The wind was still blowing and Rose does drift in the wind so I owe an apology to Goosander for a slight glancing blow to the rubbing strip as I tried to get a 12 foot boat through a 13 foot gap. At the end of the dyke I started to turn round, causing a look of great concern on the face of a sailie moored there. She relaxed a bit as the bow and stern thrusters got us round no problem then back along the dyke  without a problem this time.

We made good progress until Acle bridge where a regatta was taking place, some scary moments but we made it through. I wouldn’t like to think I encountered this on my first morning on a boat though.

By the time we reached the Stracey Mill a few boats had passed but I find this a dull stretch of water and time seemed to pass slowly.

Eventually Yarmouth came into view with the tide still falling even though it was supposed to be slack. Passing the yacht station a flotilla of yachts cast off in front of us slowing us to a point of struggling to maintain steering.

Under the bridges and round the post and we were off passing the yachts easily and making 6mph despite being against the tide.

Half way across we had a very un nerving experience as a private gin palace overtook us at full throttle, the driver obviously trying to impress the two women with him on the after deck. The wash from this vessel picked us up, turned us to port And then tipped us violently to starboard. I managed to regain control as the same thing happened to the boat ahead of us and then the one in front of that. As one of the yachts behind us was an open decker I shudder to think how he got on.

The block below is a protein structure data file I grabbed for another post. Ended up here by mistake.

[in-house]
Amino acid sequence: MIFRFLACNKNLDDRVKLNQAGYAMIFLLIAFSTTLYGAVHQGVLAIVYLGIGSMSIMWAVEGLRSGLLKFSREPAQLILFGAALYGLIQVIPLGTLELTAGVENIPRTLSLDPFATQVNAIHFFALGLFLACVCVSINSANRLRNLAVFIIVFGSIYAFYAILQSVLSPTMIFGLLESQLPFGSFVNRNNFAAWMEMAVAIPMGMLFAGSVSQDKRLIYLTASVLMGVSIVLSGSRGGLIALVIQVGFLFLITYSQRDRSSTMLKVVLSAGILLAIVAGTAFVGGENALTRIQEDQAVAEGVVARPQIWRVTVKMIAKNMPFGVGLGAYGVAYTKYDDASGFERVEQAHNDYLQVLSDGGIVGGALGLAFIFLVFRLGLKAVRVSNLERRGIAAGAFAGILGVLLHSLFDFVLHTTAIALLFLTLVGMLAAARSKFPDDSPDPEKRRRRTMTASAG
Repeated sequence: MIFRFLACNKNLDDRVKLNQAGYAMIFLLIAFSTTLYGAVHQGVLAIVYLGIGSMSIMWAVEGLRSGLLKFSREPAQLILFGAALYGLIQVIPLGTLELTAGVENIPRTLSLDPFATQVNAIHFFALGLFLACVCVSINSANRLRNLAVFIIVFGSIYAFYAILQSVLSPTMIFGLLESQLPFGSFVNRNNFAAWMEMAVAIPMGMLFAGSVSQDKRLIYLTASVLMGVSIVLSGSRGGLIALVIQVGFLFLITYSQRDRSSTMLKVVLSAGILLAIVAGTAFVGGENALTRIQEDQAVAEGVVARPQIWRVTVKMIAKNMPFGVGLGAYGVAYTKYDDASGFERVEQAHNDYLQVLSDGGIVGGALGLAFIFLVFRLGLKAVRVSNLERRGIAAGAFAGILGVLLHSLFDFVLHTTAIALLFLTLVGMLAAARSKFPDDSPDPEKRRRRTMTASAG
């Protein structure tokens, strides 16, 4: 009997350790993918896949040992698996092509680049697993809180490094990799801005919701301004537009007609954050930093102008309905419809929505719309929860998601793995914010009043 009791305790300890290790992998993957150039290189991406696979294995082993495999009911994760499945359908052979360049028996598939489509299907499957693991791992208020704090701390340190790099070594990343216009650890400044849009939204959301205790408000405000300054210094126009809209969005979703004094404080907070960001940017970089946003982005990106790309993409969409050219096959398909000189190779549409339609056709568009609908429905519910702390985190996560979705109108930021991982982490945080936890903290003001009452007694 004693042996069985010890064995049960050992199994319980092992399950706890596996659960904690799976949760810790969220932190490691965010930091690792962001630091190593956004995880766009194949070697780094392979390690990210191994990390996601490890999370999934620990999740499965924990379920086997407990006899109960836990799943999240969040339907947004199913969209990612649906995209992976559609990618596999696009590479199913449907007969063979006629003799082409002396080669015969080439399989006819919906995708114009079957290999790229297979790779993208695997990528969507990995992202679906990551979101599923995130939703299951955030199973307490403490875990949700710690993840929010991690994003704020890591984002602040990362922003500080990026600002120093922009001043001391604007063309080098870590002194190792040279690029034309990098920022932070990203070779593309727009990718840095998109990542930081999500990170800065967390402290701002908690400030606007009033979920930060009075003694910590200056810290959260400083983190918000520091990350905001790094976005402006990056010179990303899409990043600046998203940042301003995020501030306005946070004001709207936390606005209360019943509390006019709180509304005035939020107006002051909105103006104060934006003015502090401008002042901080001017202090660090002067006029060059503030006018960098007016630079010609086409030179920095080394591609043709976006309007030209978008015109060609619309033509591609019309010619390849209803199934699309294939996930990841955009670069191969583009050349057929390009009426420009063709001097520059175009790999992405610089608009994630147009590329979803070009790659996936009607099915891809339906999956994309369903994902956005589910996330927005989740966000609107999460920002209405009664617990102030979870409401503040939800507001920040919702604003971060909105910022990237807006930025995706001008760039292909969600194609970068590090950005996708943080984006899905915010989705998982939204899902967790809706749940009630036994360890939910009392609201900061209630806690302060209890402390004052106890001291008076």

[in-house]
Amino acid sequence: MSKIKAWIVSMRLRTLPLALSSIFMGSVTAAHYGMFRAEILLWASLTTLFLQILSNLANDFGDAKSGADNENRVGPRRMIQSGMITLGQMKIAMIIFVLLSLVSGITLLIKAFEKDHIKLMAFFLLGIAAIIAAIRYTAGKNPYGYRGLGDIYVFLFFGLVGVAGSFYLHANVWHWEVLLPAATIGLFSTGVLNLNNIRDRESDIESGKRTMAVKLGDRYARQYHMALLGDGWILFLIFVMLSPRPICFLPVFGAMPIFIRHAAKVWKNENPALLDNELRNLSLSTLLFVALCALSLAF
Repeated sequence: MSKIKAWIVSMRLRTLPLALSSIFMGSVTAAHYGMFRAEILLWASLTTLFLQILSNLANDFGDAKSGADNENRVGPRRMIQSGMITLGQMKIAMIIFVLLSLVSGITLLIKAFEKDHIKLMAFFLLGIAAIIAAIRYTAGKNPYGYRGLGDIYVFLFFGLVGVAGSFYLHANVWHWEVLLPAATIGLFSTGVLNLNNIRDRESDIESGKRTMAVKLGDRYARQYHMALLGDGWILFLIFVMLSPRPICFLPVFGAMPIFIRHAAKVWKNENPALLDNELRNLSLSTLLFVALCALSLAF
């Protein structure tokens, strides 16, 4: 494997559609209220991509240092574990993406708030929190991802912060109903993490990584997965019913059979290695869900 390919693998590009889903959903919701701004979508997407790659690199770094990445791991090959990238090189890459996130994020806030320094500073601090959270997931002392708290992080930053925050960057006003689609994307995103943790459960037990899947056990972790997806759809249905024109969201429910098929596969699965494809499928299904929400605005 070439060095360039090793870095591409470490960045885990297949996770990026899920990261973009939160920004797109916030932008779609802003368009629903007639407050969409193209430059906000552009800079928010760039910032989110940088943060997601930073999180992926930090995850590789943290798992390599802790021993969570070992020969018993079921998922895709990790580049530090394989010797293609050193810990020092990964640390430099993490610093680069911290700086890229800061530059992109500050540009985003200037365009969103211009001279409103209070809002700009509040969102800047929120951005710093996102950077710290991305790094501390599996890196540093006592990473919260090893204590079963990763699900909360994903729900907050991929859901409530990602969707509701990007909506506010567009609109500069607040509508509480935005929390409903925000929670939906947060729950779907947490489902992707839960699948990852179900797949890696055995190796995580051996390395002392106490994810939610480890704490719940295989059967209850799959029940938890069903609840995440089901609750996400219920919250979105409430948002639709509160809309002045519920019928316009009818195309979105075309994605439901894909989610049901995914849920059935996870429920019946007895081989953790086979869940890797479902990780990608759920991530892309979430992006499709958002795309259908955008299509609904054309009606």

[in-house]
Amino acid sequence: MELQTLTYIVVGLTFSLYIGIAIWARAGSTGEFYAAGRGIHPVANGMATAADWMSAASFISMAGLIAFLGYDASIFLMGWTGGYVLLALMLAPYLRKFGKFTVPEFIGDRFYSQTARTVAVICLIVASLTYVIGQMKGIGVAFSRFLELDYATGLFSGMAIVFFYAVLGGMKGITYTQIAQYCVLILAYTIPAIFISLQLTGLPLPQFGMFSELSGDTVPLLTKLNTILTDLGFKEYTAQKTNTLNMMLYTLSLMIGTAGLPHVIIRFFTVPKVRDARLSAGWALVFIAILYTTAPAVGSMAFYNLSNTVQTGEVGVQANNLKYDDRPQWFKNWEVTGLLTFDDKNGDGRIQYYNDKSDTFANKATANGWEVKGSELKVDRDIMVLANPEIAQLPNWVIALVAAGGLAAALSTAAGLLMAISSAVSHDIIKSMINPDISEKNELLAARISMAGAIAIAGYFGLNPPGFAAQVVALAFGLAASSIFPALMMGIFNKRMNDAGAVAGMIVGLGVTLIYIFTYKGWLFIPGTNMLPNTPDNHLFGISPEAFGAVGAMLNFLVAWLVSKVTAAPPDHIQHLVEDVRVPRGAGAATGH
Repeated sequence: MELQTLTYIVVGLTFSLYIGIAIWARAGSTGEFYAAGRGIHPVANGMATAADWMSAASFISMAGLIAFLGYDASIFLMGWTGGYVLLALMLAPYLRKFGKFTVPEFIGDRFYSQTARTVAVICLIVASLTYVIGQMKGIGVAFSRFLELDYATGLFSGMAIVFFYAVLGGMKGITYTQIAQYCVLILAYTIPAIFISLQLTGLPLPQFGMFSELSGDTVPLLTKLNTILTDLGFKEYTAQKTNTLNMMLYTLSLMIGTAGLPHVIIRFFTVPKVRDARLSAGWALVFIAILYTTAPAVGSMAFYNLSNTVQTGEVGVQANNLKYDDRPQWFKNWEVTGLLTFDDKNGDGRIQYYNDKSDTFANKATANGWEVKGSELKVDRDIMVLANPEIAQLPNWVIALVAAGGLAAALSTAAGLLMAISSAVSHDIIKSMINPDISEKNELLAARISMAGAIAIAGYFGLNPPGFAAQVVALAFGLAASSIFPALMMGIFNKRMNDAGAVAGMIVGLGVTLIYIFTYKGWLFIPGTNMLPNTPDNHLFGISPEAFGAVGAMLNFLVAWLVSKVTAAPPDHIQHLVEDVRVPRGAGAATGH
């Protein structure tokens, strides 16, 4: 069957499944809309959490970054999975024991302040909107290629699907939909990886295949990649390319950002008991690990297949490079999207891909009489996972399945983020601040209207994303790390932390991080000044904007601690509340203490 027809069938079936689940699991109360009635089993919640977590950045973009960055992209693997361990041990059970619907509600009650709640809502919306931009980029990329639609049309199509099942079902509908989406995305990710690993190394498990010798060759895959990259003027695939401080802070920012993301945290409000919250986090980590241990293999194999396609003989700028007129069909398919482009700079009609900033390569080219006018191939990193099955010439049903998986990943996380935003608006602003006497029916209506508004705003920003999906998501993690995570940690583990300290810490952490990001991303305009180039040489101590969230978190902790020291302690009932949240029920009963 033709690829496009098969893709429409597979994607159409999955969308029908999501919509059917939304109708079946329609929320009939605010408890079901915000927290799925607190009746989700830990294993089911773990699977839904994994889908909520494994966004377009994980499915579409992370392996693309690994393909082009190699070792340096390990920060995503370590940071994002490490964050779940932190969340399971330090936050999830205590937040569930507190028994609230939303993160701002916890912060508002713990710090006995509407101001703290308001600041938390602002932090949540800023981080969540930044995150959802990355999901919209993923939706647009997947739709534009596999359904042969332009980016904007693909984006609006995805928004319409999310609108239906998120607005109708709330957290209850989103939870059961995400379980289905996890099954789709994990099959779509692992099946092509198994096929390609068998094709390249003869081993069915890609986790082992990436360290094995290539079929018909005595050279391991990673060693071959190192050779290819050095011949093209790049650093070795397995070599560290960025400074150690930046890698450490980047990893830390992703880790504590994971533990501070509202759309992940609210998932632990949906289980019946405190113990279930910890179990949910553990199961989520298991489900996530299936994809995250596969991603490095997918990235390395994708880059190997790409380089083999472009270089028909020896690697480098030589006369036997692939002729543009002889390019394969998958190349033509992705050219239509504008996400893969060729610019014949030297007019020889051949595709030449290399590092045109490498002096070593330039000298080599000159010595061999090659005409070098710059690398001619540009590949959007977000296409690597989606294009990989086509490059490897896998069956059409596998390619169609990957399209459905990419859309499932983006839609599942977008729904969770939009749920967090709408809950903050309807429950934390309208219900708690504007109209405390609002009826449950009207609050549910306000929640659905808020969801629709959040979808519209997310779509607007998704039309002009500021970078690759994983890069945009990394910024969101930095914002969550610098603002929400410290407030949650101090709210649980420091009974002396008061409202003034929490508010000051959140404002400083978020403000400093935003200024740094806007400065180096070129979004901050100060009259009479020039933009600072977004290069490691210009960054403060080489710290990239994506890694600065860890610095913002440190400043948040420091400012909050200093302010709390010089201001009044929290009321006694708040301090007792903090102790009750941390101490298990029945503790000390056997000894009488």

Following this it was a pretty uneventful trip to Loddon. On arrival we got into a space between a pretty shabby liveaboard and a Freedom boat that was obviously in trouble as a portable pump and bilge pump was working furiously.

Little did we know but the liveaboard owner had the unsavoury character mentioned in earlier post. As the owner assisted Andy try to repair the boat he got drunker, louder and more offensive. A quiet word and he settled down for a little while at least.

Eventually he left and went home and everyone took a sigh of relief and settled down for the night, so it was off to the Angel then bed.

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We left Salhouse that Sunday morning after the Meet and maintained our usual 4-5 mph all the way to Acle Bridge.

I counted the number of boats who were observing speed limits on one hand.......... Horning was particularly bad....   :norty:

That gin palace should have been reported by every boat that he might have overturned; yes it's that serious. I wrote an article on bathtub stability a few years ago but I can't find it at the moment. If you reach a certain angle of heel ( a very LARGE one) you might experience negative stability and that would really frighten you.

Near Brundall a rather large ski-towing speedboat overtook us very closely and caused absolute chaos with lots of breakages..... I was too concerned to get his registration at the time.